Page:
Do not despair: the six-month wall is harsh, but also temporary. How many of us are feeling right now is not representative of what our autumn and winter will be like. This is a normal phase in adapting to sustained disaster conditions, and this dip usually breaks naturally in about four to six weeks. Your mind and body are simply asking you for respite, exactly on schedule. The six-month wall is not a sign you are lost or failing. It just means you are tired.
So how can we surmount the wall? Obviously, there are things we all have to continue to do. Work. Cook. Exercise. Vacuum. The majority of us cannot actually take leave from our obligations. Even if we could, travel restrictions mean there is almost nowhere to go. Not a problem. I’ve had to navigate the six-month slump without a physical leave before, and it is perfectly doable.
If a physical retreat is not possible, there are ways to create a mental or figurative “shore leave”. Some of the best techniques I have used to escape a crisis zone that I could not leave have involved a bit of imagination. I confess that the Lord of the Rings trilogy has helped me immensely during sustained periods of violence, shortage, and disease. Historical fiction, science fiction, and fantasy all work well in mentally separating you from the here and now. Books can be yet more effective in creating the full-system psychological escape needed at this critical juncture. If your mind is screaming “get me out of here”, this is an excellent way to placate it.
It’s also a good time to refocus on other critical self-care practices: exercise, meditation, online support groups, and a daily walk in the park. Use this time to re-establish boundaries around your core needs. Create and protect this time into your schedule. Do not waste this time on social media. Rather, consider a social media fast, or hard limits on scrolling. Healthy digital connections can be sustaining, but toxic online content is not. Reach out to a real-life friend, either online or in the park. Unless you are in the middle of performing open-heart surgery on a patient, it is unlikely that taking a 30-minute walk is going to kill anyone.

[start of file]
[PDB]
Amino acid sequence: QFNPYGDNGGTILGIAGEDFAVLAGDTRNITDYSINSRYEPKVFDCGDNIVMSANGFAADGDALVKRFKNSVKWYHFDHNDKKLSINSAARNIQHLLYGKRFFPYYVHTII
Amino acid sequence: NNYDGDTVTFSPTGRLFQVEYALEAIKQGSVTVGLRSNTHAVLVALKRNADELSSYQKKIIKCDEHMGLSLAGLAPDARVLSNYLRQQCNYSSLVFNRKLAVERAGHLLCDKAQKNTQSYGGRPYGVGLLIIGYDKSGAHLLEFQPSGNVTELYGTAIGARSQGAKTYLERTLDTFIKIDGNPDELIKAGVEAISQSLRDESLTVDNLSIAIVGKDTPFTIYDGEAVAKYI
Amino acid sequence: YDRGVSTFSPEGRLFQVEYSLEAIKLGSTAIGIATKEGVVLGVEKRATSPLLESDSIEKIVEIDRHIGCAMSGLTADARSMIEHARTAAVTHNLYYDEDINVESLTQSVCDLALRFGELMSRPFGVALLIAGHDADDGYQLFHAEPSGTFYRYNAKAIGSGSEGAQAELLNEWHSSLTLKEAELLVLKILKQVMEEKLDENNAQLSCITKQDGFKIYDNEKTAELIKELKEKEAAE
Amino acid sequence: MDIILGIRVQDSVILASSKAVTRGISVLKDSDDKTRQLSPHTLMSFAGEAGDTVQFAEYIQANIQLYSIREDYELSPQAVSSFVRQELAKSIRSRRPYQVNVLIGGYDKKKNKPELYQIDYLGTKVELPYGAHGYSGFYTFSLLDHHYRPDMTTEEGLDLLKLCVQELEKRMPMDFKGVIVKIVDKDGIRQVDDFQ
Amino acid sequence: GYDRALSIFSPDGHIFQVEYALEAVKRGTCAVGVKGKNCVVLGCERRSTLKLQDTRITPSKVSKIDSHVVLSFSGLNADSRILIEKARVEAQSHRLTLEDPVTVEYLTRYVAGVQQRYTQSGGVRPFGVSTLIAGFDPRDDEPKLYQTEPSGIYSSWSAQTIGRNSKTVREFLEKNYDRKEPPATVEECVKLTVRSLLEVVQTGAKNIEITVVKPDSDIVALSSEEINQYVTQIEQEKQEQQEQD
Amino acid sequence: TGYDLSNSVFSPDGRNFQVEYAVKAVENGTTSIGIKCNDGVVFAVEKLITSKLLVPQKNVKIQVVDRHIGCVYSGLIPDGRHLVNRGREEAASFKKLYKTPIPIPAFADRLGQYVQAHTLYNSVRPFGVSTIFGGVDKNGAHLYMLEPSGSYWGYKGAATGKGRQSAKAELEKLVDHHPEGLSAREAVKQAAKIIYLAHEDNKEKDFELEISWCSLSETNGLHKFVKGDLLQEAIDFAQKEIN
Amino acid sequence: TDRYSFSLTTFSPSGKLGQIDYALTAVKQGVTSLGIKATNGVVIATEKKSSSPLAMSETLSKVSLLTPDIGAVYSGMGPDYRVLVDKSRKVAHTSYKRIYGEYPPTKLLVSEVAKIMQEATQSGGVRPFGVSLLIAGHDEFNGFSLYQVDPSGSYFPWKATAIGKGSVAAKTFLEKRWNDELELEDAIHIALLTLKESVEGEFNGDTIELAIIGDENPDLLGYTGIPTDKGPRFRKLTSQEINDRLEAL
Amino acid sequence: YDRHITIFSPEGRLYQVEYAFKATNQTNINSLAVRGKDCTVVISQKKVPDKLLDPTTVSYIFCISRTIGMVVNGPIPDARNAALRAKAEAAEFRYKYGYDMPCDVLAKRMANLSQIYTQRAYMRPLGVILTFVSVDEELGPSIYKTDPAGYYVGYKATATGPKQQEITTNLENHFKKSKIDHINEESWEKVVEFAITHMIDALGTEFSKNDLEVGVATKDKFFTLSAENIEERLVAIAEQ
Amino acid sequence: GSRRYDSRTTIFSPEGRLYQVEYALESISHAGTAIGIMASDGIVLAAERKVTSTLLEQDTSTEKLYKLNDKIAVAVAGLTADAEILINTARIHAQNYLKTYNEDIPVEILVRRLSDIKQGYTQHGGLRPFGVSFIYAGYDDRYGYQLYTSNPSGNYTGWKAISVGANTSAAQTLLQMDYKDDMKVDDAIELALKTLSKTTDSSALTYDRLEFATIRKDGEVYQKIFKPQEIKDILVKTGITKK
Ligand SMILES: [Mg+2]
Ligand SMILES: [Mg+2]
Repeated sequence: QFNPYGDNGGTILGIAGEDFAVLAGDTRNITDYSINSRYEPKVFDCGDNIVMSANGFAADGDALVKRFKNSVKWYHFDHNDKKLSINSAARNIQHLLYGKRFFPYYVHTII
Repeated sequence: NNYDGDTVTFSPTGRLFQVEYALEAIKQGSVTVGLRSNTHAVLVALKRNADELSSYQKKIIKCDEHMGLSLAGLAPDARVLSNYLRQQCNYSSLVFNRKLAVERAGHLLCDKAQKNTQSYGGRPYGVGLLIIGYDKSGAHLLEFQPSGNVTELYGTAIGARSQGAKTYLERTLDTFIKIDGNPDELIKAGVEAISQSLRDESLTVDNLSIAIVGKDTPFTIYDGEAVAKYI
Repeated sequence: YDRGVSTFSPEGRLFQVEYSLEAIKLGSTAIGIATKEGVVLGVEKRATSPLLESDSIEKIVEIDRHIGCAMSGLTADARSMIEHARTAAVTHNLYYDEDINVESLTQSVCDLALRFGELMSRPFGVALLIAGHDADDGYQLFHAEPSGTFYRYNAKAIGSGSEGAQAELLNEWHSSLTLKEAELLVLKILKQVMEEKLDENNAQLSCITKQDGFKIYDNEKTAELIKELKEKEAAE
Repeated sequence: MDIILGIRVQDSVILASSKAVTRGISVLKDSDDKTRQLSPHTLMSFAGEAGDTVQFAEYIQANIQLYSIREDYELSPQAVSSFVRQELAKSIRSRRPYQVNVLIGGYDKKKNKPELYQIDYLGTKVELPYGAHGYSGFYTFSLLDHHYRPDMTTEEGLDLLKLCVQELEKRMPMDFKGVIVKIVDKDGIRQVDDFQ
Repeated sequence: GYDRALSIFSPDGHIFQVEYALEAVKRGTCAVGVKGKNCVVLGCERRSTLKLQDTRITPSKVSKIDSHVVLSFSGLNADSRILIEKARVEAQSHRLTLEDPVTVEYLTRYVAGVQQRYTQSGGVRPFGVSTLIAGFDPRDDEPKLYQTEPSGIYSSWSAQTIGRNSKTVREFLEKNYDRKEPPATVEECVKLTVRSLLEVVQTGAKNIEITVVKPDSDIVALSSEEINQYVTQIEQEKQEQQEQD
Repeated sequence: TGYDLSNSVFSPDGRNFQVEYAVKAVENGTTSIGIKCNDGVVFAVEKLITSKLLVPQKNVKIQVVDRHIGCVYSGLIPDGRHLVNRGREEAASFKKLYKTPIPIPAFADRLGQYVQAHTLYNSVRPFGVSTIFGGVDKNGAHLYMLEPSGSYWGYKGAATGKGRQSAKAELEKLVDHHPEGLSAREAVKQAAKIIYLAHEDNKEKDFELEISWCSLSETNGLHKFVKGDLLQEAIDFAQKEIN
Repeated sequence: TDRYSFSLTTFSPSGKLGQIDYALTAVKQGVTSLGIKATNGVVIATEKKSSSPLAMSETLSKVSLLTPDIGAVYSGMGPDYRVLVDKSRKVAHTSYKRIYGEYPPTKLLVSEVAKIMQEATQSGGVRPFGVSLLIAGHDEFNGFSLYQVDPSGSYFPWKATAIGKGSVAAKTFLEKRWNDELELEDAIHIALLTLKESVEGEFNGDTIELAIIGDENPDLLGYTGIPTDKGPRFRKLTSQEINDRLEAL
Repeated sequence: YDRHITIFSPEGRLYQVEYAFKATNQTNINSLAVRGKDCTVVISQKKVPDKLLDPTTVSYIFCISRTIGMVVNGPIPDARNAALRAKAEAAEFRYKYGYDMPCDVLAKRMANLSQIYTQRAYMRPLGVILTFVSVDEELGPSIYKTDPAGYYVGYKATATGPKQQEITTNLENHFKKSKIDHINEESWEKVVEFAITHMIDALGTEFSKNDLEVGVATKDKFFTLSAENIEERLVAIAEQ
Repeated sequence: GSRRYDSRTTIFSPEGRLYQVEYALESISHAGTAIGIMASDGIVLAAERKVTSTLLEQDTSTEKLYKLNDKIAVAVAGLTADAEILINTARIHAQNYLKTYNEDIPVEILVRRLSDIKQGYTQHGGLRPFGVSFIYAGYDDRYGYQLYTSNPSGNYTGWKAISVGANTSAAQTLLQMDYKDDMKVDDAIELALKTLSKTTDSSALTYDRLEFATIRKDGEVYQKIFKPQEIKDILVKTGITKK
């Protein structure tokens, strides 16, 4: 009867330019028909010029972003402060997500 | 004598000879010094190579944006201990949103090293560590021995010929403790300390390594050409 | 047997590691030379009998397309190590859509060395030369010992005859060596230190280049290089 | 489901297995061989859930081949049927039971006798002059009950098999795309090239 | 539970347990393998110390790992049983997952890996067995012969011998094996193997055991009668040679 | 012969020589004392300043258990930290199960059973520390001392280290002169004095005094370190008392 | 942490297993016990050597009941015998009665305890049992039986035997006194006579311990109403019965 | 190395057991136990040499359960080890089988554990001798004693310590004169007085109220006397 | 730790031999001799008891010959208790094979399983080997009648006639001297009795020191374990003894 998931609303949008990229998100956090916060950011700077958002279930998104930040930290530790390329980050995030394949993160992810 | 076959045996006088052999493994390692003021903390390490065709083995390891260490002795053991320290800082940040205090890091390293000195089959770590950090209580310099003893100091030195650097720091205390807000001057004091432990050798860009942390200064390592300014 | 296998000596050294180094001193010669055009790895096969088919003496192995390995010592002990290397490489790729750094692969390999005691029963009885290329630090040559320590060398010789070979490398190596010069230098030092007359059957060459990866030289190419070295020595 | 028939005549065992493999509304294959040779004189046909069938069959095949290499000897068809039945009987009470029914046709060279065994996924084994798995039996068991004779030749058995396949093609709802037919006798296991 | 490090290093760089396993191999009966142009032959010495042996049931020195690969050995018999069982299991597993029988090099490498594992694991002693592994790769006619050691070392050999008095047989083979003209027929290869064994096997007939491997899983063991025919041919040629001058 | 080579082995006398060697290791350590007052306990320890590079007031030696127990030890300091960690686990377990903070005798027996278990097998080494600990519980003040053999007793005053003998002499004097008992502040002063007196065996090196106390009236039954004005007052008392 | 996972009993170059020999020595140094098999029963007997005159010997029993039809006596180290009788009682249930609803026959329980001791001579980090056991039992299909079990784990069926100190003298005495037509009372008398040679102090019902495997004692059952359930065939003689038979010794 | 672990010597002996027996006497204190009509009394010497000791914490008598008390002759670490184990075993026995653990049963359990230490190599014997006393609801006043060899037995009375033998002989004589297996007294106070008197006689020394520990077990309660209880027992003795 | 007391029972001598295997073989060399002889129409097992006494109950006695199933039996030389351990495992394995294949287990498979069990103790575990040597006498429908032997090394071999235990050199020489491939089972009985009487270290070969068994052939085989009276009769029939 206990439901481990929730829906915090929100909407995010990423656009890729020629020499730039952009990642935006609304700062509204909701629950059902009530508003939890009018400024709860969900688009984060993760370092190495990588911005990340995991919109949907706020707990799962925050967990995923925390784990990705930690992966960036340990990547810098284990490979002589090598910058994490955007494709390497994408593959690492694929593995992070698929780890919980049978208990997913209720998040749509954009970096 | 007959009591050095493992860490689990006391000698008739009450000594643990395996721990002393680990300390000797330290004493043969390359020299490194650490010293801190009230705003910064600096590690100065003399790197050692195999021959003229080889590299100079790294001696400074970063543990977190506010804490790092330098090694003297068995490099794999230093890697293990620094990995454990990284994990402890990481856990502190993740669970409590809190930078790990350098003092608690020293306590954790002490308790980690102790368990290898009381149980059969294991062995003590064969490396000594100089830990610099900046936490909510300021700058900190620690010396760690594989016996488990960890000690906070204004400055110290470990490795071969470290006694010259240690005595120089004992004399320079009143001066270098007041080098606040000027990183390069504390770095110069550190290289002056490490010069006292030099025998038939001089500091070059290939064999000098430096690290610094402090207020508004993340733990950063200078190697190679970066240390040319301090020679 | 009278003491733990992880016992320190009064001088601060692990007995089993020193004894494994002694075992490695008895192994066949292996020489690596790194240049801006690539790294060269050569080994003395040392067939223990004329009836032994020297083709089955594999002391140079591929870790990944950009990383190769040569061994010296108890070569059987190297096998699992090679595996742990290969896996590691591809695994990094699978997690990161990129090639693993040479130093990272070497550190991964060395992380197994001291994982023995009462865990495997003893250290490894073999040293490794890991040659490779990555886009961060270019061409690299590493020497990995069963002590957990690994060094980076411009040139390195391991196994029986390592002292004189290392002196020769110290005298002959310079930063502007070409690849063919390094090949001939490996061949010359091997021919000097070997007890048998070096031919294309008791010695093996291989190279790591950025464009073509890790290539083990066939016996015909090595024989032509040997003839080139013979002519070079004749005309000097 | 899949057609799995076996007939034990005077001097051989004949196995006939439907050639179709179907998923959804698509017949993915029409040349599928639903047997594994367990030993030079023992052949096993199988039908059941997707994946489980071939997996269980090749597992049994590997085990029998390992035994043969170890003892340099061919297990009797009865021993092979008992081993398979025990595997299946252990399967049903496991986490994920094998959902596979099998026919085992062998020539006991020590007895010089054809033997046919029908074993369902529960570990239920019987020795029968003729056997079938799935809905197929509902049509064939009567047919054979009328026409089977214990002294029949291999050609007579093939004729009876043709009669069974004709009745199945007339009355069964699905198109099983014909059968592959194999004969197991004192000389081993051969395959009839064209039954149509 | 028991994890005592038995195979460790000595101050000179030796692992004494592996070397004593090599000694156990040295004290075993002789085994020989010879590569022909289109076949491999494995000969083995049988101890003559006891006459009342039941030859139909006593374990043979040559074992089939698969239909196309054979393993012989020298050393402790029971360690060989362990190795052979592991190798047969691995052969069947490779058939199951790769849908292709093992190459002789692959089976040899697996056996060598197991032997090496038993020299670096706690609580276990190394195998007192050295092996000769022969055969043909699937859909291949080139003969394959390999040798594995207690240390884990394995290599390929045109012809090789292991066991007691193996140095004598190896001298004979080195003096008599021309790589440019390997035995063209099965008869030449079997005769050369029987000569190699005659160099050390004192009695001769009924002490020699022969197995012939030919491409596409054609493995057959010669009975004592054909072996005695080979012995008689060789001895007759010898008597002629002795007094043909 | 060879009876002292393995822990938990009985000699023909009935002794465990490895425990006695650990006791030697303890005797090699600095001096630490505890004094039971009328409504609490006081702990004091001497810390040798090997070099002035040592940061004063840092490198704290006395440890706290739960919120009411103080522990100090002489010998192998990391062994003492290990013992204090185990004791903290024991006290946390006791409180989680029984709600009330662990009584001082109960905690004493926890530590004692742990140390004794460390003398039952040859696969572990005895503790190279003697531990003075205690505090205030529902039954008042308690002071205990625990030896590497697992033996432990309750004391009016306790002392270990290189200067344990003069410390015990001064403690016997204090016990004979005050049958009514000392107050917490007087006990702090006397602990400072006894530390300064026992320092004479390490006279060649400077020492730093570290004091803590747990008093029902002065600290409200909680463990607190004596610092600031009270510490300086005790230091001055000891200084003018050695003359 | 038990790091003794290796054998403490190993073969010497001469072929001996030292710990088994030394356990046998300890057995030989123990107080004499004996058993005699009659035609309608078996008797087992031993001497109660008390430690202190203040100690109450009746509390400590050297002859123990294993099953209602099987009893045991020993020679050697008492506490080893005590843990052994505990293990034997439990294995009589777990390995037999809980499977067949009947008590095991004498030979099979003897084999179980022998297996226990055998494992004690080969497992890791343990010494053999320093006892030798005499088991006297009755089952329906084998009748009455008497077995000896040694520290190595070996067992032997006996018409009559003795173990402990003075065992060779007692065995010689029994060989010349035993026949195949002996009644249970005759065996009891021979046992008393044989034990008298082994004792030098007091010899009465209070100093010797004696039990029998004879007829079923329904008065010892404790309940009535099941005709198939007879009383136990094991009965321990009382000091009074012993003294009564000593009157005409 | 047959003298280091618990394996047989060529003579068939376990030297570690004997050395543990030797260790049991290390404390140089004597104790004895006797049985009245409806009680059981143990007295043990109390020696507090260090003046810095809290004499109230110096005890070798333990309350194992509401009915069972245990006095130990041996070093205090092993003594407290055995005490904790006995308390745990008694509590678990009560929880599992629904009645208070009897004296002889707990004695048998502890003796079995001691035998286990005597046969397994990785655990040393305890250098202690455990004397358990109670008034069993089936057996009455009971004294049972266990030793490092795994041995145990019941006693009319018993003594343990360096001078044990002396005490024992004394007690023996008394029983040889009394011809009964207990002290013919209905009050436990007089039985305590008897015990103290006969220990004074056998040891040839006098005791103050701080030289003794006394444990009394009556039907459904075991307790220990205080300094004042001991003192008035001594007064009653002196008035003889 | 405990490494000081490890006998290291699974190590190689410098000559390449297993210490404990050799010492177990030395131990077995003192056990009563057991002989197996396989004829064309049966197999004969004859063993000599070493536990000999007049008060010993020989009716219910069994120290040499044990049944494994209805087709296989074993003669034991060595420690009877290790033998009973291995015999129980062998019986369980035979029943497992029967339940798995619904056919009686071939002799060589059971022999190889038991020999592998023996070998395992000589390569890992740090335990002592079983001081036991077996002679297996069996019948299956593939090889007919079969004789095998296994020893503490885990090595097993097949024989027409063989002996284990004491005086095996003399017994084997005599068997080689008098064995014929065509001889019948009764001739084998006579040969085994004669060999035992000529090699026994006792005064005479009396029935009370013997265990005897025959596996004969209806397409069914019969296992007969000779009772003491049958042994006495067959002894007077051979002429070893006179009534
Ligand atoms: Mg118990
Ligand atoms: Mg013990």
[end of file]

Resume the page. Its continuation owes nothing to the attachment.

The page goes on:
Remember that it is not productive to try to ram your head through the wall. Beating yourself up for struggling will only lengthen the amount of time it will take to make it through. It is much more effective to ride out the dip naturally, trusting that you will soon be on the other side.
Manage your expectations. Tackle less challenging projects. It’s unreasonable to expect to be sparklingly happy or wildly creative right now. If you can meet your obligations squarely and be kind to your loved ones, that’s enough. Your joy and spark will return, so don’t stress about it today. Now is not the time for perfectionism.
Do not be afraid of round two. You have already learned how to navigate this “new normal” and have the skills you need.
Remember, in their first six months of deployment, most people spend all their time simply figuring things out. In their second round, they know the terrain and are much more effective. The same rules apply here. You have six months of vital experience. You already know how to survive under these conditions. You have proved you can do it.
This winter you will not only be able to survive, but will also find new ways to thrive. We have learned how to live, love, and be happy under these rough conditions, so do not despair. This dip is not permanent, nor will it define you through this period of adversity. If you give yourself a moment of respite, you will be across it in no time. We will innovate again, in good cheer. There is light and strength on the other side of the wall.
Aisha Ahmad is an Associate Professor at the University of Toronto, the Chair of Women in International Security-Canada, and author of Jihad & Co: Black Markets and Islamist Power.